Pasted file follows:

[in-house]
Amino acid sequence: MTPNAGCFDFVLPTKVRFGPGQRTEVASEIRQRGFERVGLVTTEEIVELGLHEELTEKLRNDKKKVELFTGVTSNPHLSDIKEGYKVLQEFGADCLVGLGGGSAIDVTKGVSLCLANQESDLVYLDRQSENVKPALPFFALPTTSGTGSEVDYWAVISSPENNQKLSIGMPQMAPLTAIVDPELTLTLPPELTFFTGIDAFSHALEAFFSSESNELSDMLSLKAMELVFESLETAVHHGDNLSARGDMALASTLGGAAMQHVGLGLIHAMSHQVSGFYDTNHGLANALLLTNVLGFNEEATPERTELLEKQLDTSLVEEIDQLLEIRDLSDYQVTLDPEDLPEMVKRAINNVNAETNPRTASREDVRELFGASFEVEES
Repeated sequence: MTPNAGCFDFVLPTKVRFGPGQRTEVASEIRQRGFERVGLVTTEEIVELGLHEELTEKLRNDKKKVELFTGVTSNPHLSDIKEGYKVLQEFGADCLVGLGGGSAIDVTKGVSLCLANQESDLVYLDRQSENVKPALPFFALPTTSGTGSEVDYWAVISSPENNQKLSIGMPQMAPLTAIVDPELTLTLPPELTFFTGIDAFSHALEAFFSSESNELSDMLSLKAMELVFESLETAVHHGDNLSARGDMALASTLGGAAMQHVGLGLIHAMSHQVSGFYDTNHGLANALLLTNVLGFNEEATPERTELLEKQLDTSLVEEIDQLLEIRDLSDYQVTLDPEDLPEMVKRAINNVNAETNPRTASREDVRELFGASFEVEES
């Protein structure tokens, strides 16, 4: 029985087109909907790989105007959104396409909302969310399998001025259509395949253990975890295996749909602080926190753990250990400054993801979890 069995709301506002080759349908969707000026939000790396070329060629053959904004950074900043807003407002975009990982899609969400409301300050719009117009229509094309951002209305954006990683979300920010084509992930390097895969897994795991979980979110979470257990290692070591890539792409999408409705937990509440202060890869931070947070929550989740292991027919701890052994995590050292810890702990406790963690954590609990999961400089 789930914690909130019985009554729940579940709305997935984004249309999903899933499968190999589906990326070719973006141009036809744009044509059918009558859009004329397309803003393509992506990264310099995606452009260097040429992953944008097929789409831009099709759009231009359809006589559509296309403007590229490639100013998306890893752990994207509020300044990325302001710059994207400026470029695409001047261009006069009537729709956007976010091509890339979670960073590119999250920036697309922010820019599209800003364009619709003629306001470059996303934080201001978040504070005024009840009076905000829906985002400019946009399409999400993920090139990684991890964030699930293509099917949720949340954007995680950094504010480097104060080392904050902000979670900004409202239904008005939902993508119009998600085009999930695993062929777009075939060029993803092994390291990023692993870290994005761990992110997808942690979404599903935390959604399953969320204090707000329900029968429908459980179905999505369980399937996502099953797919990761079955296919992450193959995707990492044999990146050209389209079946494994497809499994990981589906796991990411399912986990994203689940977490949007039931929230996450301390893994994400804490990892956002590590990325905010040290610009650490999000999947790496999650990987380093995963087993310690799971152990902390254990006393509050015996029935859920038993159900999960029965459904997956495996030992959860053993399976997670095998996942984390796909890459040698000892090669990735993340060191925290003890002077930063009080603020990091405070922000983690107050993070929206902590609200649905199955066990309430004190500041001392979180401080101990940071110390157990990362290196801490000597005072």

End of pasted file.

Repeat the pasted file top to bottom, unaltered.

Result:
[in-house]
Amino acid sequence: MTPNAGCFDFVLPTKVRFGPGQRTEVASEIRQRGFERVGLVTTEEIVELGLHEELTEKLRNDKKKVELFTGVTSNPHLSDIKEGYKVLQEFGADCLVGLGGGSAIDVTKGVSLCLANQESDLVYLDRQSENVKPALPFFALPTTSGTGSEVDYWAVISSPENNQKLSIGMPQMAPLTAIVDPELTLTLPPELTFFTGIDAFSHALEAFFSSESNELSDMLSLKAMELVFESLETAVHHGDNLSARGDMALASTLGGAAMQHVGLGLIHAMSHQVSGFYDTNHGLANALLLTNVLGFNEEATPERTELLEKQLDTSLVEEIDQLLEIRDLSDYQVTLDPEDLPEMVKRAINNVNAETNPRTASREDVRELFGASFEVEES
Repeated sequence: MTPNAGCFDFVLPTKVRFGPGQRTEVASEIRQRGFERVGLVTTEEIVELGLHEELTEKLRNDKKKVELFTGVTSNPHLSDIKEGYKVLQEFGADCLVGLGGGSAIDVTKGVSLCLANQESDLVYLDRQSENVKPALPFFALPTTSGTGSEVDYWAVISSPENNQKLSIGMPQMAPLTAIVDPELTLTLPPELTFFTGIDAFSHALEAFFSSESNELSDMLSLKAMELVFESLETAVHHGDNLSARGDMALASTLGGAAMQHVGLGLIHAMSHQVSGFYDTNHGLANALLLTNVLGFNEEATPERTELLEKQLDTSLVEEIDQLLEIRDLSDYQVTLDPEDLPEMVKRAINNVNAETNPRTASREDVRELFGASFEVEES
């Protein structure tokens, strides 16, 4: 029985087109909907790989105007959104396409909302969310399998001025259509395949253990975890295996749909602080926190753990250990400054993801979890 069995709301506002080759349908969707000026939000790396070329060629053959904004950074900043807003407002975009990982899609969400409301300050719009117009229509094309951002209305954006990683979300920010084509992930390097895969897994795991979980979110979470257990290692070591890539792409999408409705937990509440202060890869931070947070929550989740292991027919701890052994995590050292810890702990406790963690954590609990999961400089 789930914690909130019985009554729940579940709305997935984004249309999903899933499968190999589906990326070719973006141009036809744009044509059918009558859009004329397309803003393509992506990264310099995606452009260097040429992953944008097929789409831009099709759009231009359809006589559509296309403007590229490639100013998306890893752990994207509020300044990325302001710059994207400026470029695409001047261009006069009537729709956007976010091509890339979670960073590119999250920036697309922010820019599209800003364009619709003629306001470059996303934080201001978040504070005024009840009076905000829906985002400019946009399409999400993920090139990684991890964030699930293509099917949720949340954007995680950094504010480097104060080392904050902000979670900004409202239904008005939902993508119009998600085009999930695993062929777009075939060029993803092994390291990023692993870290994005761990992110997808942690979404599903935390959604399953969320204090707000329900029968429908459980179905999505369980399937996502099953797919990761079955296919992450193959995707990492044999990146050209389209079946494994497809499994990981589906796991990411399912986990994203689940977490949007039931929230996450301390893994994400804490990892956002590590990325905010040290610009650490999000999947790496999650990987380093995963087993310690799971152990902390254990006393509050015996029935859920038993159900999960029965459904997956495996030992959860053993399976997670095998996942984390796909890459040698000892090669990735993340060191925290003890002077930063009080603020990091405070922000983690107050993070929206902590609200649905199955066990309430004190500041001392979180401080101990940071110390157990990362290196801490000597005072």